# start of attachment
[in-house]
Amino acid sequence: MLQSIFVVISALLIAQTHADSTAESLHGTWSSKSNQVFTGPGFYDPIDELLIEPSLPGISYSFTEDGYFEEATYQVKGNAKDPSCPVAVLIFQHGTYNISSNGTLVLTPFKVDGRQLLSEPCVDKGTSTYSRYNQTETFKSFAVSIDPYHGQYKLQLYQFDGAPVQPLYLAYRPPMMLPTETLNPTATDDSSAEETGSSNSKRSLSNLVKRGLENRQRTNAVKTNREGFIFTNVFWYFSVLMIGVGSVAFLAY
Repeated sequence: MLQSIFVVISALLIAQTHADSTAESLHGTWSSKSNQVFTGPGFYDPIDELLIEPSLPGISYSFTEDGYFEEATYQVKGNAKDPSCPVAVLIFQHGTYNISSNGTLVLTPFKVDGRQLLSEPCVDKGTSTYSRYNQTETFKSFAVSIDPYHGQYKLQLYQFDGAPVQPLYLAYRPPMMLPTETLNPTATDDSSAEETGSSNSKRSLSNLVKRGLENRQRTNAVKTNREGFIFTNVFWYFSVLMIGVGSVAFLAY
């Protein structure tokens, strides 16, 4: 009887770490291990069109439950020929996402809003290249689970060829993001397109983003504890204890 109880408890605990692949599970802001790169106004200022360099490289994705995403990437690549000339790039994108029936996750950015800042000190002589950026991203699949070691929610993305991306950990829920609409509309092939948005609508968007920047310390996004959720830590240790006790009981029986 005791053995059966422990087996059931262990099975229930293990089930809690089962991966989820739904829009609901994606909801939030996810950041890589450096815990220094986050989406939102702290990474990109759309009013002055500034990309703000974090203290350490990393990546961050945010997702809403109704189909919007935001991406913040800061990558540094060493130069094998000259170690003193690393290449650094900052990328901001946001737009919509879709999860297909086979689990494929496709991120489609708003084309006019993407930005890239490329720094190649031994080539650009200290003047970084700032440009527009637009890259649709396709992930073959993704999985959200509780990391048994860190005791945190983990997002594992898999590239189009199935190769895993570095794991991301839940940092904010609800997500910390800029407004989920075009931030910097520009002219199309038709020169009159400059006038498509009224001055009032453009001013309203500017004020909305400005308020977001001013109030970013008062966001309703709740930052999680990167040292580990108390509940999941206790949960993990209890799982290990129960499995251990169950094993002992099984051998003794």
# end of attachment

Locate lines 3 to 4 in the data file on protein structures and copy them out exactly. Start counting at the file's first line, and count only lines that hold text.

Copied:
Repeated sequence: MLQSIFVVISALLIAQTHADSTAESLHGTWSSKSNQVFTGPGFYDPIDELLIEPSLPGISYSFTEDGYFEEATYQVKGNAKDPSCPVAVLIFQHGTYNISSNGTLVLTPFKVDGRQLLSEPCVDKGTSTYSRYNQTETFKSFAVSIDPYHGQYKLQLYQFDGAPVQPLYLAYRPPMMLPTETLNPTATDDSSAEETGSSNSKRSLSNLVKRGLENRQRTNAVKTNREGFIFTNVFWYFSVLMIGVGSVAFLAY
């Protein structure tokens, strides 16, 4: 009887770490291990069109439950020929996402809003290249689970060829993001397109983003504890204890 109880408890605990692949599970802001790169106004200022360099490289994705995403990437690549000339790039994108029936996750950015800042000190002589950026991203699949070691929610993305991306950990829920609409509309092939948005609508968007920047310390996004959720830590240790006790009981029986 005791053995059966422990087996059931262990099975229930293990089930809690089962991966989820739904829009609901994606909801939030996810950041890589450096815990220094986050989406939102702290990474990109759309009013002055500034990309703000974090203290350490990393990546961050945010997702809403109704189909919007935001991406913040800061990558540094060493130069094998000259170690003193690393290449650094900052990328901001946001737009919509879709999860297909086979689990494929496709991120489609708003084309006019993407930005890239490329720094190649031994080539650009200290003047970084700032440009527009637009890259649709396709992930073959993704999985959200509780990391048994860190005791945190983990997002594992898999590239189009199935190769895993570095794991991301839940940092904010609800997500910390800029407004989920075009931030910097520009002219199309038709020169009159400059006038498509009224001055009032453009001013309203500017004020909305400005308020977001001013109030970013008062966001309703709740930052999680990167040292580990108390509940999941206790949960993990209890799982290990129960499995251990169950094993002992099984051998003794």